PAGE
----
Creative Knitting Newsletter
|Knit Wise||Stay in Touch||Cast On!||Finishing Details|
Misery Loves Company
Elizabeth responds to Marian's tale of woe from a recent newsletter:
Misery loves company, but revenge -- well, we know it's a dish best served cold. No, I'm not vindictive. I just want a great creation of mine to live. I hand-knitted an old-fashioned baby bunting for our son when he was born (40 years ago). When our son and his wife had a baby girl, I gave them the garment (it's yellow) for use on cold days. The "baby bunting" is knitted with cables, a zipper and a ribbon running through the bottom to tie it below the feet, thereby keeping the cold out.
When I found my beautiful creation on the floor in the corner of a closet, I said "Enough!" and brought it home. I didn't bother telling our daughter-in-law because she obviously didn't care about it anyway. I then submitted it to the state fair, where it won first place! Now I have it tucked away for safe-keeping until somebody comes along who would treasure it. Thanks for listening.
Kim replies to Marian as well:
I have to reply to Marian's letter in the newsletter. I am here to tell you that time and maturity can make a difference! This past Christmas, my 18-year-old son asked me to make his girlfriend a hand-knitted scarf in her school colors. My 21-year-old son asked for a double-knit striped hat in his school colors. When the 18-year-old saw it, he asked for one too. And the 21-year-old's girlfriend wanted one in her school colors too! So I can attest that they do eventually mature enough to value the handmade articles and to want to own and wear them.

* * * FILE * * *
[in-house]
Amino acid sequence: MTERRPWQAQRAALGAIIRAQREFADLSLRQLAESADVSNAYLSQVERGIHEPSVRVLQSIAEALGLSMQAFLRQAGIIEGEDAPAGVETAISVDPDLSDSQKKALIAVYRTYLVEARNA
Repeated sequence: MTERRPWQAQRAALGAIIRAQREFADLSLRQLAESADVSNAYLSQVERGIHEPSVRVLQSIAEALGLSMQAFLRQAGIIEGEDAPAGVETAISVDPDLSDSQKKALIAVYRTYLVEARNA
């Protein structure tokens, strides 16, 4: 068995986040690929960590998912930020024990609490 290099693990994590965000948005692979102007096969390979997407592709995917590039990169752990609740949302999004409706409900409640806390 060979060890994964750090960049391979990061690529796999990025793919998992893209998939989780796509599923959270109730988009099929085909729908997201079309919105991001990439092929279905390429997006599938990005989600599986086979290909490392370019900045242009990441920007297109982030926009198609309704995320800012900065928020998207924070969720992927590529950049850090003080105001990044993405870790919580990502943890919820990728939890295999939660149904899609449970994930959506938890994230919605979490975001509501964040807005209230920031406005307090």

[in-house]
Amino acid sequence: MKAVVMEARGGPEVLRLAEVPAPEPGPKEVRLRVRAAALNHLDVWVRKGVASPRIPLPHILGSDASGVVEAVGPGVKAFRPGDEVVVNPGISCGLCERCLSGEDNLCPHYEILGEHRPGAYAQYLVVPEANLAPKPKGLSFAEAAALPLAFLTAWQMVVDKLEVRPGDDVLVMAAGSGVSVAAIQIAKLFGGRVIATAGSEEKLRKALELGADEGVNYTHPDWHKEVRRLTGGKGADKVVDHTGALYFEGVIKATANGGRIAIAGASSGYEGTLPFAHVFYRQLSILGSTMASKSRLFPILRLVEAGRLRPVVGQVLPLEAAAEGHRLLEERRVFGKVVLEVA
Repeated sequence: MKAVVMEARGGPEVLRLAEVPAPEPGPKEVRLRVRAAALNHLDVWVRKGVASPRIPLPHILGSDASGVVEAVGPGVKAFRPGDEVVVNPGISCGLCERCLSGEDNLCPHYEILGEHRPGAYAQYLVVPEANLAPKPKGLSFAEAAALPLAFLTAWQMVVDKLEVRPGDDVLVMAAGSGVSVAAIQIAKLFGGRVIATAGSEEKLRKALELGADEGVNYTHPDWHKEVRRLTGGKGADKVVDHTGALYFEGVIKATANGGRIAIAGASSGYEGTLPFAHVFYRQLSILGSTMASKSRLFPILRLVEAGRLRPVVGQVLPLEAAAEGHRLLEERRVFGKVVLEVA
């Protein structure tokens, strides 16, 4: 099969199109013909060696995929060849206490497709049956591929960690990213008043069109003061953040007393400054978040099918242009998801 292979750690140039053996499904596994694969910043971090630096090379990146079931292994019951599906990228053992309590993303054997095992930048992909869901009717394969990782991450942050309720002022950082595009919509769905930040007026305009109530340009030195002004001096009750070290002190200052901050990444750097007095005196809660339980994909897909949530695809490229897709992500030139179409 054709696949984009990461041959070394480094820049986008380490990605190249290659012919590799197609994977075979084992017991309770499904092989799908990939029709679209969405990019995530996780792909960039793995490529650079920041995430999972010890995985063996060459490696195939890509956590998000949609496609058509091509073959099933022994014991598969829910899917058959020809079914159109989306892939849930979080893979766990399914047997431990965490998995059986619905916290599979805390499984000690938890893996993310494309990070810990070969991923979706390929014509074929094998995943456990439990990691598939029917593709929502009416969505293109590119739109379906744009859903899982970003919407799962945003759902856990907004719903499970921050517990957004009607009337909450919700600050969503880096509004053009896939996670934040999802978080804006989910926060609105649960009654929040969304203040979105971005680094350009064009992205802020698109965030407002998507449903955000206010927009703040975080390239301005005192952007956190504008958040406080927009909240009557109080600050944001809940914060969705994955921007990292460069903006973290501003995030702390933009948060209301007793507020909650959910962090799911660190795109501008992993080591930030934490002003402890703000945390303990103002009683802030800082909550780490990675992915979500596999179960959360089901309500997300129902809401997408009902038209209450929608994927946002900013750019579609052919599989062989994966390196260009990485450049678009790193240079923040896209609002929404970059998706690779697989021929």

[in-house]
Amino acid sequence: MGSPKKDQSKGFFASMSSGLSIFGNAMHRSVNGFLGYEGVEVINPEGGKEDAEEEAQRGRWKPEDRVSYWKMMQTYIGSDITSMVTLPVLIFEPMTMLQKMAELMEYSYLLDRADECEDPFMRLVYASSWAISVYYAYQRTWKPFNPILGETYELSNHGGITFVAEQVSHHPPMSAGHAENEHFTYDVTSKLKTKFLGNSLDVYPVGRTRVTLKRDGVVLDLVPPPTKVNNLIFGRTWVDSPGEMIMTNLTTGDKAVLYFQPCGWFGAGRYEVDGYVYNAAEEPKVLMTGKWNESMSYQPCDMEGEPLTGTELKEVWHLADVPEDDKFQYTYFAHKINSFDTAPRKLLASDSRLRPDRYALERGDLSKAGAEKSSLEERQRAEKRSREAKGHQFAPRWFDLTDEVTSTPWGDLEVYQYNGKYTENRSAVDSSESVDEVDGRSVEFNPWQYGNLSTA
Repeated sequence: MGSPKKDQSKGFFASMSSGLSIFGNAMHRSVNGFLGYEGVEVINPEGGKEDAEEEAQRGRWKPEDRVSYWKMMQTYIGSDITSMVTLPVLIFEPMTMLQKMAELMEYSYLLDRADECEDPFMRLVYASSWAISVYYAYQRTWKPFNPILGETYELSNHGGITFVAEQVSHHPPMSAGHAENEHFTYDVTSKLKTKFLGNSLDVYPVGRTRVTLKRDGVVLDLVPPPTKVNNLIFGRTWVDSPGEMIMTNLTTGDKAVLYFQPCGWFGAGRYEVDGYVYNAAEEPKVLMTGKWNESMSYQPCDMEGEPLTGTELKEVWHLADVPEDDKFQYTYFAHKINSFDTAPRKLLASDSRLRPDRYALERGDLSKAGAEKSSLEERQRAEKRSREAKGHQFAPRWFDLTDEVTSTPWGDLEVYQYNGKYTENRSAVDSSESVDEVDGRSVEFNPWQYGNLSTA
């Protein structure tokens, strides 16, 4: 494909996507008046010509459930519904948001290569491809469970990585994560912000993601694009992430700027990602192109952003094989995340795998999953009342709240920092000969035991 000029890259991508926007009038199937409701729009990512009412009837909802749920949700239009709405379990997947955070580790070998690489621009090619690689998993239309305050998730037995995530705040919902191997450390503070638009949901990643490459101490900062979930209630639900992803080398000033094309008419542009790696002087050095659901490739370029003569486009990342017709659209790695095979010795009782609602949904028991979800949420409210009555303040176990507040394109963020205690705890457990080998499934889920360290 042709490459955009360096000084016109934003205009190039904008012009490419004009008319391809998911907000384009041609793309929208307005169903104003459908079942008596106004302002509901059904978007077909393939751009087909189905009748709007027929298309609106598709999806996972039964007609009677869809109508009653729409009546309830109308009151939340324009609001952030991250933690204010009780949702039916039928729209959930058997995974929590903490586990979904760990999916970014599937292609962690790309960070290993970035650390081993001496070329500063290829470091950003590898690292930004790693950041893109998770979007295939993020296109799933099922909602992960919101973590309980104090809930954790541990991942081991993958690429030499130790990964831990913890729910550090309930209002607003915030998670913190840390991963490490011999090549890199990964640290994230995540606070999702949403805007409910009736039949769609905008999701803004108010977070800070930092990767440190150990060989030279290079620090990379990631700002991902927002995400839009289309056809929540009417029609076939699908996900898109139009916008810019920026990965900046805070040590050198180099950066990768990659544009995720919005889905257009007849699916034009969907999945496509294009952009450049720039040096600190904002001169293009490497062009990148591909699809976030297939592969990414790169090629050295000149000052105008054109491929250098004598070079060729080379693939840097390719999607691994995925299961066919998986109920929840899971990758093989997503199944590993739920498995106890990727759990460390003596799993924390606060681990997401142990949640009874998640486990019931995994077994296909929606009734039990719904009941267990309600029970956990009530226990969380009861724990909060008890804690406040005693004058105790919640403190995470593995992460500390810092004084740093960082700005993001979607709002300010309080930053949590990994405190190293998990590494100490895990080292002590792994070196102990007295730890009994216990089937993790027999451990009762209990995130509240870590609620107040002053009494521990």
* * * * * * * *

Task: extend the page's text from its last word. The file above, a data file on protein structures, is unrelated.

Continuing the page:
It seems this problem is widespread among knitters. I need to remember that the attitude may change with time. Recently my young-teen granddaughter admired a sweater in Sally and Caddy Melville's Mother-Daughter Knits. I knit it up for her and she seemed to appreciate it. I have not seen it being worn yet, but hope springs eternal in a grandmother's heart! --Editor